Inappropriateness of Intravenous Antibiotic Prescriptions at Hospital Discharge at a Tertiary Care hospital in Thailand
Received 3 July 2019
Accepted for publication 30 November 2019
Published 20 December 2019 Volume 2019:11 Pages 125—129
Checked for plagiarism Yes
Review by Single anonymous peer review
Peer reviewer comments 2
Editor who approved publication: Dr Hemalkumar B Mehta
Tuanjai Mahatumarat,1 Napaporn Pinmanee,2 Wichchulada Injai,2 Romanee Chaiwarith1
1Division of Infectious Diseases, Department of Medicine, Faculty of Medicine, Chiang Mai University, Chiang Mai, Thailand; 2Division of Pharmacy, Maharaj Nakorn Chiang Mai Hospital, Faculty of Medicine, Chiang Mai University, Chiang Mai, Thailand
Correspondence: Romanee Chaiwarith
Division of Infectious Diseases, Department of Medicine, Faculty of Medicine, Chiang Mai University, Chiang Mai 50200, Thailand
Email [email protected]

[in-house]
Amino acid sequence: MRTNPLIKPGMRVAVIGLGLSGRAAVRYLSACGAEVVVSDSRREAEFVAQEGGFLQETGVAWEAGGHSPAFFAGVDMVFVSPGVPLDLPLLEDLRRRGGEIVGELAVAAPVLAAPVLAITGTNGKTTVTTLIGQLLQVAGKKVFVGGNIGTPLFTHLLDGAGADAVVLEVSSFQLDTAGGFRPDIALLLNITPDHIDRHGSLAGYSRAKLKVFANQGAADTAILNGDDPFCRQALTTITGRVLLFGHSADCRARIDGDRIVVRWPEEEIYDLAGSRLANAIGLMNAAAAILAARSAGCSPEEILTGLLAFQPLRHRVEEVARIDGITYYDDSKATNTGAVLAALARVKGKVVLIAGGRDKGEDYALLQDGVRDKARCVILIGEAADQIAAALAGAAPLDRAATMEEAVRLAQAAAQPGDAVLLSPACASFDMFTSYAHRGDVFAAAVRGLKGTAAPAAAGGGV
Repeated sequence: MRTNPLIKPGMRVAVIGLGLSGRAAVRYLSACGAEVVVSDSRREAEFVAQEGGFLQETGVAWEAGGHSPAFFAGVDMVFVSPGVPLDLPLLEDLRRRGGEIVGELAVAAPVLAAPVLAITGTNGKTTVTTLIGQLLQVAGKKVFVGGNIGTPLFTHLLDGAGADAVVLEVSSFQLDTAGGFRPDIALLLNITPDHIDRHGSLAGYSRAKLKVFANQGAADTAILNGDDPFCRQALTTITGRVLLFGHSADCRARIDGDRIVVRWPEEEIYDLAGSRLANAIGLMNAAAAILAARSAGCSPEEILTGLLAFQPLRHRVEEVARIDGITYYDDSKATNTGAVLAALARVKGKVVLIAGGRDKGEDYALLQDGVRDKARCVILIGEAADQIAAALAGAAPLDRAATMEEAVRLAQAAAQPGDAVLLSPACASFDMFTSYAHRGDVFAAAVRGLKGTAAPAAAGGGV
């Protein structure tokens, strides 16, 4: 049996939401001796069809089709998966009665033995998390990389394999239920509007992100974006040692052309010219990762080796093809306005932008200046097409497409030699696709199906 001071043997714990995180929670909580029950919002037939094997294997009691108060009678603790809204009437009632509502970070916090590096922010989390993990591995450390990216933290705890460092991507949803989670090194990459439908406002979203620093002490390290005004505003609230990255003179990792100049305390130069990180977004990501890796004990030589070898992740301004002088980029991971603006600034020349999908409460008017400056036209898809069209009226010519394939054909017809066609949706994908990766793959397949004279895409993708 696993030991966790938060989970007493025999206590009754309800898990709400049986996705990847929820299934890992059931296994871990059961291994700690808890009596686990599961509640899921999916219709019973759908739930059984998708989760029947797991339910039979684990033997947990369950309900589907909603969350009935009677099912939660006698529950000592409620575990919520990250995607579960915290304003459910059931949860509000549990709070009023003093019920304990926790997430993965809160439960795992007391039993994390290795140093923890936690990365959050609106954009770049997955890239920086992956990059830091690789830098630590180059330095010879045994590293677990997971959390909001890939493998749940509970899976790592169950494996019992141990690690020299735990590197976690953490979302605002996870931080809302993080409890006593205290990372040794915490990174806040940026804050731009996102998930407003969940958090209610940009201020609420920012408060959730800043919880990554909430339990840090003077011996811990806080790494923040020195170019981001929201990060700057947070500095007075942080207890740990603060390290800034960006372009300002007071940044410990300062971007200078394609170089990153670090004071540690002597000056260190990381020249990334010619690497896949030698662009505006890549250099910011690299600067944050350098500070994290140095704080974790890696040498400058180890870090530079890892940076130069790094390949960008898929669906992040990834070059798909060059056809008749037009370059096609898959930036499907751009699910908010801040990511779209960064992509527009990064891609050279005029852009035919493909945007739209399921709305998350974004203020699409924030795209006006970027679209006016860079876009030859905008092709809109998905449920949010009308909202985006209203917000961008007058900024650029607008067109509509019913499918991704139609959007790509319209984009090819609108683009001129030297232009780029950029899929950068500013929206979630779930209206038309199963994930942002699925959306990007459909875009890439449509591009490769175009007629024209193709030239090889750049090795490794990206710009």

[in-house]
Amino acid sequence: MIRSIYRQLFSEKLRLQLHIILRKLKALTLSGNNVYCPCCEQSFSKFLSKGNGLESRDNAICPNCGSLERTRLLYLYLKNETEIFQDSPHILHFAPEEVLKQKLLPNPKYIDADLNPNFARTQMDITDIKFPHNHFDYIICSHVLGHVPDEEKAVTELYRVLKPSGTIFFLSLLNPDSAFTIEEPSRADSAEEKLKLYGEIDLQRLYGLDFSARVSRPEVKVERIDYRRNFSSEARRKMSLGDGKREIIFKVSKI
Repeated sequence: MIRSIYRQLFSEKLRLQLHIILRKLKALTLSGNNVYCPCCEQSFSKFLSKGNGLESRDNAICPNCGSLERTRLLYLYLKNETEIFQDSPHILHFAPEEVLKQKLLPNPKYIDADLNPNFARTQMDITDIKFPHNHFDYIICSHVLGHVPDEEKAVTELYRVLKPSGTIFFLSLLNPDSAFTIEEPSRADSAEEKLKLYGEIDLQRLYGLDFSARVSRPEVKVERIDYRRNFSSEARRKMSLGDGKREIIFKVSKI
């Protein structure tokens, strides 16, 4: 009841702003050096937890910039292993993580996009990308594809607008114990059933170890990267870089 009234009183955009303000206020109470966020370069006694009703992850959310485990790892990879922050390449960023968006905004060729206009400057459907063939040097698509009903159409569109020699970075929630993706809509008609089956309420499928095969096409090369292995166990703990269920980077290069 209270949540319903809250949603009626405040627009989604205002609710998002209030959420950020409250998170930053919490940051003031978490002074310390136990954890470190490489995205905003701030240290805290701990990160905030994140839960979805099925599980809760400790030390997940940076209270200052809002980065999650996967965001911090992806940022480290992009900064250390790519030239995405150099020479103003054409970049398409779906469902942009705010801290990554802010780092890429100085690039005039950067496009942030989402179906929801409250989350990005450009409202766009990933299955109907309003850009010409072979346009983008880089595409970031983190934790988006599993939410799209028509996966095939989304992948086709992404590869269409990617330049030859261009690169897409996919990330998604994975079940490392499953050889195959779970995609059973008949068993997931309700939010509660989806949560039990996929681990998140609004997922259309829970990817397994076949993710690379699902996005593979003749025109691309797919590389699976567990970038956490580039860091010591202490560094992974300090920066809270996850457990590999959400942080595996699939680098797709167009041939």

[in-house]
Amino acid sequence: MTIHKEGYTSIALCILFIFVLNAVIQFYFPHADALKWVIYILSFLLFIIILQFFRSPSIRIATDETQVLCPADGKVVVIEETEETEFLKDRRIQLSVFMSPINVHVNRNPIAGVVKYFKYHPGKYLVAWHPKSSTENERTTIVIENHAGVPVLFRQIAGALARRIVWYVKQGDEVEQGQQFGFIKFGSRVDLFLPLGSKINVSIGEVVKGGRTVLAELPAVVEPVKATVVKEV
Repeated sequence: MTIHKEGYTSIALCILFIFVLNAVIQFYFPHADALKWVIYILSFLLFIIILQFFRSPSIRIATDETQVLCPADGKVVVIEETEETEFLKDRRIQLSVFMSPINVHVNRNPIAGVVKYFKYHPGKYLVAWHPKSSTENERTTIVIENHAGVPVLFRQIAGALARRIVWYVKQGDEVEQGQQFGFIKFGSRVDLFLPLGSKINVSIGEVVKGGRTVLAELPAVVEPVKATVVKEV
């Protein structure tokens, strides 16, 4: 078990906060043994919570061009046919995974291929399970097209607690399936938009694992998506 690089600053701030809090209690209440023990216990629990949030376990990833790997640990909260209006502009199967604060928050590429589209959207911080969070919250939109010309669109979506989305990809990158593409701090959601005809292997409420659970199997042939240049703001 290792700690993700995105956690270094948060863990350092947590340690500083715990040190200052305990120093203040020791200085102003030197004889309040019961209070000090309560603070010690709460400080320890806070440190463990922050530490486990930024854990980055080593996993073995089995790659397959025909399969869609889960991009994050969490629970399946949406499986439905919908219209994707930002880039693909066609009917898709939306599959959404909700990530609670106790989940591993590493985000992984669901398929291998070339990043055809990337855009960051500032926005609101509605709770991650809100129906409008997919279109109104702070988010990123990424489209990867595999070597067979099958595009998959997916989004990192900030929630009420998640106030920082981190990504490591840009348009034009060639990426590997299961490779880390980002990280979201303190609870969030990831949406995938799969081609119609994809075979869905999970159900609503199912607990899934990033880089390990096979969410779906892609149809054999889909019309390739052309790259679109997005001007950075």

Background: Intravenous antibiotics, either as outpatient parenteral antimicrobial therapy (OPAT) or transition of care to community-based management, is a common practice in tertiary care hospitals to minimize hospital stays. However, infectious disease consultation was not mandated for those prescriptions. Therefore, we conducted this study to evaluate the appropriateness of intravenous antibiotic prescriptions at hospital discharge.
Methods: This retrospective cross-sectional study was conducted among patients receiving care at the internal medicine units of the Maharaj Nakorn Chiang Mai Hospital from November 1, 2015, to April 30, 2016. Intravenous antibiotics at hospital discharge were reviewed by an infectious diseases (ID) specialist.
Results: One hundred and twenty-nine prescriptions for 117 patients were reviewed. The most common diagnoses requiring intravenous antibiotics at hospital discharge were upper urinary tract infection (34.2%) and hepatobiliary tract infections (15.4%). The most common intravenous antibiotic was ceftriaxone (36.4%), followed by ertapenem (20.1%). Overall, the inappropriateness of prescriptions was 85.3%. The most common reason for inappropriateness was a failure to switch to oral antibiotics (52.7%), followed by incorrect duration (16.3%).
Conclusion: Antimicrobial stewardship should be considered for intravenous antibiotics at hospital discharge to reduce the inappropriateness of those prescriptions.
Keywords: parenteral antimicrobials, antimicrobial stewardship, outpatient parenteral antimicrobial therapy
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